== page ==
I don’t identify myself as a “bohemian type,” that dirty word denoting free-flowing ideals with the world’s most regimented eating plans. While I respect vegans, I do not sympathize with them. I look to yoga as a fitness last resort since it consistently feels like a church service I’m thrown into against my will. The closest I come to meditating is when my non-English-speaking hairdresser trims my bangs, and I can feel her many rings trace my forehead and for a moment I forget how alarmingly short she’s cutting my hair, and I am at peace.
Living adjacent to Los Angeles's Silver Lake neighborhood, you face off against some dream-catchers, a.k.a. men and women who claim the world’s defeat will be at the hand of misaligned chakras. I’ve never been one to be swayed by their passion, but I found myself curious. It's the same curiosity that makes a Los Angelino take pause before the grandiosity of the Church of Scientology Museum tour. This past week I followed that desire for peeking over “the spiritual fence” so to speak, and took part in a “sound bath.”
Yep, a “sound bath.” The name alone baffles people with its ambiguity. Who could possibly attempt to define it without having experienced it first themselves? I imagined a vacuous room with several people lying down, experiencing sound waves that feel like Mother Nature orgasming through your eardrums.
Is that a high bar to reach? Possibly. But such was the standard I set for Jamie Ford, a woman who owns the primo internet real estate of Sound-bath.com. The Eagle Rock Center for the Arts advertised this event as a special “Summer Solstice Sound Bath EXPERIENCE,” and with that emphasis I knew: this Jamie chick must be the real deal.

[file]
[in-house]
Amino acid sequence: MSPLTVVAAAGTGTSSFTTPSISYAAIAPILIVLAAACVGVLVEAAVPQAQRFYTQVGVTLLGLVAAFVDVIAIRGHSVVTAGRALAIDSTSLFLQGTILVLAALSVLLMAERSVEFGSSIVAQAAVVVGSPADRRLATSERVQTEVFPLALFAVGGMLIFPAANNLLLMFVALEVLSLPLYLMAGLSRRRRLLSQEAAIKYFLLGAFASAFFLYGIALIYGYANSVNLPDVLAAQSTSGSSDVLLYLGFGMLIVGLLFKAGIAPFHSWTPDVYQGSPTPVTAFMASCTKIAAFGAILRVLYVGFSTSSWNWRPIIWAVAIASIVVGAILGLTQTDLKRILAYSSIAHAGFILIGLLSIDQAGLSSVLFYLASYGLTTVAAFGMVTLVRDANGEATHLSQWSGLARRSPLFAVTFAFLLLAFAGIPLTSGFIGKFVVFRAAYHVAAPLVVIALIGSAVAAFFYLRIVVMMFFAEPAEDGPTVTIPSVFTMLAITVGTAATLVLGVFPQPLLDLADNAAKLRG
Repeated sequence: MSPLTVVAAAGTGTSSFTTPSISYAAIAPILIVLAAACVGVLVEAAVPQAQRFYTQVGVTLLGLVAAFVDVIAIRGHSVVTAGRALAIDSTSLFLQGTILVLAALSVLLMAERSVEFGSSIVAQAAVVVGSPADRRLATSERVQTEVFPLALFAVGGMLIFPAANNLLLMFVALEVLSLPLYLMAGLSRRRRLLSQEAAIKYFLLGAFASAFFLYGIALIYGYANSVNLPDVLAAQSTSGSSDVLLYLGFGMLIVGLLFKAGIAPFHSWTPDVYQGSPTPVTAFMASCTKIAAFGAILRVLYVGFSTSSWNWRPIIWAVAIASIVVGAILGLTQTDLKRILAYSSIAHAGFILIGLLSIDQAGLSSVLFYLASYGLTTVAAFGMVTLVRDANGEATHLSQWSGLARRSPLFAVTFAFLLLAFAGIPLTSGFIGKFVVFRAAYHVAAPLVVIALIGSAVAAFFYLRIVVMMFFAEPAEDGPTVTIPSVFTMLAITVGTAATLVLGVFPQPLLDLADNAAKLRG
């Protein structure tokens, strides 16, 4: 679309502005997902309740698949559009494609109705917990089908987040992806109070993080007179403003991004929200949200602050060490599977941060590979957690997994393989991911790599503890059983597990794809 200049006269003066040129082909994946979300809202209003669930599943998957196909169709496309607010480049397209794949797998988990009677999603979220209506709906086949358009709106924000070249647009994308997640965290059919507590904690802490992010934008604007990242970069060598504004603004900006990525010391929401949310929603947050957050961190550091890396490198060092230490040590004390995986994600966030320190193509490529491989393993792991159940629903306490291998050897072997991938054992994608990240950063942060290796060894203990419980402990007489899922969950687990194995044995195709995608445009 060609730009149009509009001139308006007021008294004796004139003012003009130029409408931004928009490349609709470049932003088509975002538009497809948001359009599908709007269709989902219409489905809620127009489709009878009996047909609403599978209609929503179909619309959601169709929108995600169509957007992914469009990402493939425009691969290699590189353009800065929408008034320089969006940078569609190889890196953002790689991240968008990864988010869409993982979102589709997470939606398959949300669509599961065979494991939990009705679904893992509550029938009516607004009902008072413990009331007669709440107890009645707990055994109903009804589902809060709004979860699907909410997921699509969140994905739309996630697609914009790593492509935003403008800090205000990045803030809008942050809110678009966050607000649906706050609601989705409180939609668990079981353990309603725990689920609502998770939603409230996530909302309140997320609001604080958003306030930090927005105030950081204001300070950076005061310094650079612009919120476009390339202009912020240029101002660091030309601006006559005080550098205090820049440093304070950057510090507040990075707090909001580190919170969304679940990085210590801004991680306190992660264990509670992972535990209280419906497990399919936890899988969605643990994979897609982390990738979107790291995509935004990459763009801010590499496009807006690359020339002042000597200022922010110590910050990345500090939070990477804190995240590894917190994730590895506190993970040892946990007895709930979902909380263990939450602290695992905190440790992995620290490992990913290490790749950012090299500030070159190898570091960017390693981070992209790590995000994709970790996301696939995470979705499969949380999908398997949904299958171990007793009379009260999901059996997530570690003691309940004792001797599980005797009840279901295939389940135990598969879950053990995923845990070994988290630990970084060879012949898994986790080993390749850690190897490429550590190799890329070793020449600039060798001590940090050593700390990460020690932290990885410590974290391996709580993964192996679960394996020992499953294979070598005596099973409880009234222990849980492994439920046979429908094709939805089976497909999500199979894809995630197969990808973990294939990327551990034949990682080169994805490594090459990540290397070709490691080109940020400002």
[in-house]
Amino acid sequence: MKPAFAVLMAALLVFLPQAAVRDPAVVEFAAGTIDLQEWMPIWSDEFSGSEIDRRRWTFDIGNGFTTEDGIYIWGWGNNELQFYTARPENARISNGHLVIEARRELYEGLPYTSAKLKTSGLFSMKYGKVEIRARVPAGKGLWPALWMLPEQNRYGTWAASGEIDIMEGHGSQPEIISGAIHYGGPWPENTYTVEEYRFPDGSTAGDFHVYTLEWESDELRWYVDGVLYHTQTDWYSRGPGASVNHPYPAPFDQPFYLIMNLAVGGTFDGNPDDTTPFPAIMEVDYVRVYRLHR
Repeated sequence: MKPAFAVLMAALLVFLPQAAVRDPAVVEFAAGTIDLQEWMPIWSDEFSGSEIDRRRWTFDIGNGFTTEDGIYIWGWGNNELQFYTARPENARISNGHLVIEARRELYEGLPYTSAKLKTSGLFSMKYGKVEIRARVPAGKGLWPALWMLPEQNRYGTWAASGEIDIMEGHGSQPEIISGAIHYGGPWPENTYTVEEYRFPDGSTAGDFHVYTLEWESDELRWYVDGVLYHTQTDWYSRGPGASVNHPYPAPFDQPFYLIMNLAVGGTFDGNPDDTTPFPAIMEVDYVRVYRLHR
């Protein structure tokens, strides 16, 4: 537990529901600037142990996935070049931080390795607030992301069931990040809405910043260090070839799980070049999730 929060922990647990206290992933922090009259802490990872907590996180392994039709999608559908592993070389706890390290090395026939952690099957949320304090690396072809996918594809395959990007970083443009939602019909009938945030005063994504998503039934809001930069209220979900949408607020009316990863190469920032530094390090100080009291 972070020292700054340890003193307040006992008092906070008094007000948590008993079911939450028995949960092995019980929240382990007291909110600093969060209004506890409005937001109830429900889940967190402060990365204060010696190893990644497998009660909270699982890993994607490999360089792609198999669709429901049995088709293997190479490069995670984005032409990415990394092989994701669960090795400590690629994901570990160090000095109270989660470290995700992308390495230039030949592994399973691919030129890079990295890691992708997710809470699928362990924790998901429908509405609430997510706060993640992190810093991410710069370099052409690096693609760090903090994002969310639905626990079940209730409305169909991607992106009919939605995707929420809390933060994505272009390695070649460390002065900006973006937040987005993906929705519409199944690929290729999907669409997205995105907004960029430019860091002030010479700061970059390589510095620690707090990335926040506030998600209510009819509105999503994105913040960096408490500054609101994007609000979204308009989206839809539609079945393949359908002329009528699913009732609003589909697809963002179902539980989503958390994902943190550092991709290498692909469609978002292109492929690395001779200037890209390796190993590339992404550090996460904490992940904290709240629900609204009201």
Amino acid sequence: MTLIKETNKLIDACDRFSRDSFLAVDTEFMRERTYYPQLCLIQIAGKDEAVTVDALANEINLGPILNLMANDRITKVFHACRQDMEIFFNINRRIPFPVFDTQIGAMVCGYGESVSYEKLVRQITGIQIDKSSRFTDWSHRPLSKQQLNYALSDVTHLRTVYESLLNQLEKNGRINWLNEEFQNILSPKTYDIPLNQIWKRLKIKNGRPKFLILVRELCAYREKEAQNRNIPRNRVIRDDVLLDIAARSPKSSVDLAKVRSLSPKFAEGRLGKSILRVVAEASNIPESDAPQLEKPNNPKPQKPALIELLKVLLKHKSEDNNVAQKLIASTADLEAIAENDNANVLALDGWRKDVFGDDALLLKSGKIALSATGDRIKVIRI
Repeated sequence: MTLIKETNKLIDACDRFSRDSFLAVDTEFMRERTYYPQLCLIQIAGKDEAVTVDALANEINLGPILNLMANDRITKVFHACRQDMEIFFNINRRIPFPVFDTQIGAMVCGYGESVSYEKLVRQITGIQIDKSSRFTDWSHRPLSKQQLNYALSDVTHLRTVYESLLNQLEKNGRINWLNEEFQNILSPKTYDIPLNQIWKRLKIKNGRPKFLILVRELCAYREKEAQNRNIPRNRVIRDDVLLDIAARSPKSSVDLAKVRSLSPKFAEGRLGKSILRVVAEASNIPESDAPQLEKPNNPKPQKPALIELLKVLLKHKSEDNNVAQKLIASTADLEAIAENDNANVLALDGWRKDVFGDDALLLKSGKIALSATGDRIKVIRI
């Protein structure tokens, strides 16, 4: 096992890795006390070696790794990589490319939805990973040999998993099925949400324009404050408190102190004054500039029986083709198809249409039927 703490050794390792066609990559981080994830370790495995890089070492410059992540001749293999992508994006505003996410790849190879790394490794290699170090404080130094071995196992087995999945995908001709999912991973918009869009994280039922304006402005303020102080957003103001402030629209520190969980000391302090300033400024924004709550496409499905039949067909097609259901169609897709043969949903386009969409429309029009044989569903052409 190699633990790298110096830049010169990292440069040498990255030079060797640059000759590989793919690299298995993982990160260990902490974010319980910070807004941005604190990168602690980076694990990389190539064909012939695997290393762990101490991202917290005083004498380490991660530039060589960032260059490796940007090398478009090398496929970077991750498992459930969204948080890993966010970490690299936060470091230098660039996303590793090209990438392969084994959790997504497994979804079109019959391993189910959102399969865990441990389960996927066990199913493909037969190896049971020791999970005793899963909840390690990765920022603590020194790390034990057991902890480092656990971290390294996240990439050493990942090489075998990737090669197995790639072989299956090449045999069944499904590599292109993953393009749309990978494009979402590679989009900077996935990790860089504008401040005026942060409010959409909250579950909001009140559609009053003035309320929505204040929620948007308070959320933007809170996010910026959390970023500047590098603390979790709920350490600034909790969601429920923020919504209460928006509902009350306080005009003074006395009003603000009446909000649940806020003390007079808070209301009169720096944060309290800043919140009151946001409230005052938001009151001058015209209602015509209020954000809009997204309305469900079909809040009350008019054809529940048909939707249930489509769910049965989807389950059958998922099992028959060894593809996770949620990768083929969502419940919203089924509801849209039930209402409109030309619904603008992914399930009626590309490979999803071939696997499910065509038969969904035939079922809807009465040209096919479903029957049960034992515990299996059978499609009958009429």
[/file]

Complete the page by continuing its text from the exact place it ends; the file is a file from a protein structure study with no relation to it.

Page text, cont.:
Jamie and her “people” (not "followers," as I felt tempted to type) believe that sound baths are a way to unleash the body’s inner powers. According to her website, this experience is set to establish “a more focused and relaxed mind and body... less aches and pains, less depression and anxiety, an amazing night of sleep, and great enjoyment of life in general.” Combine that with the fact that these instruments are intended to “connect you with the planets,” and you’ve got yourself one groovy celestial cocktail.
There were things I was ahead of the curve on, such as expecting to see the fully yoga-ed out Silver Lake-ians who took great ceremony in setting up their meditative dens. Noisily, they gabbed with their perpetually bed-headed pals about the “best vegan Indian food” (no true victor was claimed). But mostly, this crowd was littered with curveballs: the middle-agers who looked en route to a 24-hour fitness only to take a spontaneous detour; the young couple who insisted on bringing their three-year-old only to have him predictably squeal with boredom and confusion. (To be fair, he always enjoyed their sound baths at home; the parent’s weed habits certainly helped.)
Foolishly, I thought just bringing myself would suffice. I was wrong. The true sound-bather brings everything but their bed frame to set up. Even the couple that looked like they had recently gotten back from Goth Day at Disneyland knew what to do. As time went on, more and more people were packed into the room like the smelliest game of Tetris. I found myself face-to-face with the other sound bath pros while I desperately tried to cover up the fact that I was a mere novice.